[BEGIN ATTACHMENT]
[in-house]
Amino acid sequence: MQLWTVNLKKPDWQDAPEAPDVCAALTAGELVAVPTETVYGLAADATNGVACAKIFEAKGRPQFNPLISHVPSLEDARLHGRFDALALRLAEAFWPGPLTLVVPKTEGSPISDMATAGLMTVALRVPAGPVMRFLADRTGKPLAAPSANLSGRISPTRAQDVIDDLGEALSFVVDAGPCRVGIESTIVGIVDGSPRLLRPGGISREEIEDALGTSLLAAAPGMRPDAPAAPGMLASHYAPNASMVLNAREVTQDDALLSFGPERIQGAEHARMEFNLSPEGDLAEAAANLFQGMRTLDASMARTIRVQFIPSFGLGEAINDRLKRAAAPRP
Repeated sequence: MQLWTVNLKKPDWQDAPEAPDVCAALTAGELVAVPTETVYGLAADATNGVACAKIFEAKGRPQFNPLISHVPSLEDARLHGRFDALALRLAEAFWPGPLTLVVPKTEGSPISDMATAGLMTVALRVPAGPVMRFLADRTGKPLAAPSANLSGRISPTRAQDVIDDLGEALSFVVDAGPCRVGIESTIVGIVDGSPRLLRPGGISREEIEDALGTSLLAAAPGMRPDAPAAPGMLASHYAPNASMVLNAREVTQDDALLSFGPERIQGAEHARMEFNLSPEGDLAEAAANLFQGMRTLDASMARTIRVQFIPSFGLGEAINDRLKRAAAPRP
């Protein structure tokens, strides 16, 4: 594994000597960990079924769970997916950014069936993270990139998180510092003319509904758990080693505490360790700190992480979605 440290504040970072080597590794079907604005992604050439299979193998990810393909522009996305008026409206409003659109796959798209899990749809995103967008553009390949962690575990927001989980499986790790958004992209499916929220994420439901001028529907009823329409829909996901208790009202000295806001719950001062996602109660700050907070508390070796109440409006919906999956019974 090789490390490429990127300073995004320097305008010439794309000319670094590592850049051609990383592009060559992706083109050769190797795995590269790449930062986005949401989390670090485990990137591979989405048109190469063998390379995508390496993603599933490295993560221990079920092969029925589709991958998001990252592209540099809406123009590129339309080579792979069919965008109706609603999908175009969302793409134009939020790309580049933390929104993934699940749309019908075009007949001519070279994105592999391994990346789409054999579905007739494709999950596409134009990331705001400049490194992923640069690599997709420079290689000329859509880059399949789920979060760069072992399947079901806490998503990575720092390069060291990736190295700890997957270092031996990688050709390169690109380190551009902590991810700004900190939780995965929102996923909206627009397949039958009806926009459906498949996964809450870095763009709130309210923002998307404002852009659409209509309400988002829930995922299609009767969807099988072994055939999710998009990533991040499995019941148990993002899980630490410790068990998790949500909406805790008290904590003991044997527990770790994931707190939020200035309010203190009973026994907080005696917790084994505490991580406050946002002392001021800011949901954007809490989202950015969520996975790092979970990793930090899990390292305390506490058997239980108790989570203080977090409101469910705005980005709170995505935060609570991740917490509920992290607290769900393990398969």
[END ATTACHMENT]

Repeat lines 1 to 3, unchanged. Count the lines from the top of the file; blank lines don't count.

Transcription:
[in-house]
Amino acid sequence: MQLWTVNLKKPDWQDAPEAPDVCAALTAGELVAVPTETVYGLAADATNGVACAKIFEAKGRPQFNPLISHVPSLEDARLHGRFDALALRLAEAFWPGPLTLVVPKTEGSPISDMATAGLMTVALRVPAGPVMRFLADRTGKPLAAPSANLSGRISPTRAQDVIDDLGEALSFVVDAGPCRVGIESTIVGIVDGSPRLLRPGGISREEIEDALGTSLLAAAPGMRPDAPAAPGMLASHYAPNASMVLNAREVTQDDALLSFGPERIQGAEHARMEFNLSPEGDLAEAAANLFQGMRTLDASMARTIRVQFIPSFGLGEAINDRLKRAAAPRP
Repeated sequence: MQLWTVNLKKPDWQDAPEAPDVCAALTAGELVAVPTETVYGLAADATNGVACAKIFEAKGRPQFNPLISHVPSLEDARLHGRFDALALRLAEAFWPGPLTLVVPKTEGSPISDMATAGLMTVALRVPAGPVMRFLADRTGKPLAAPSANLSGRISPTRAQDVIDDLGEALSFVVDAGPCRVGIESTIVGIVDGSPRLLRPGGISREEIEDALGTSLLAAAPGMRPDAPAAPGMLASHYAPNASMVLNAREVTQDDALLSFGPERIQGAEHARMEFNLSPEGDLAEAAANLFQGMRTLDASMARTIRVQFIPSFGLGEAINDRLKRAAAPRP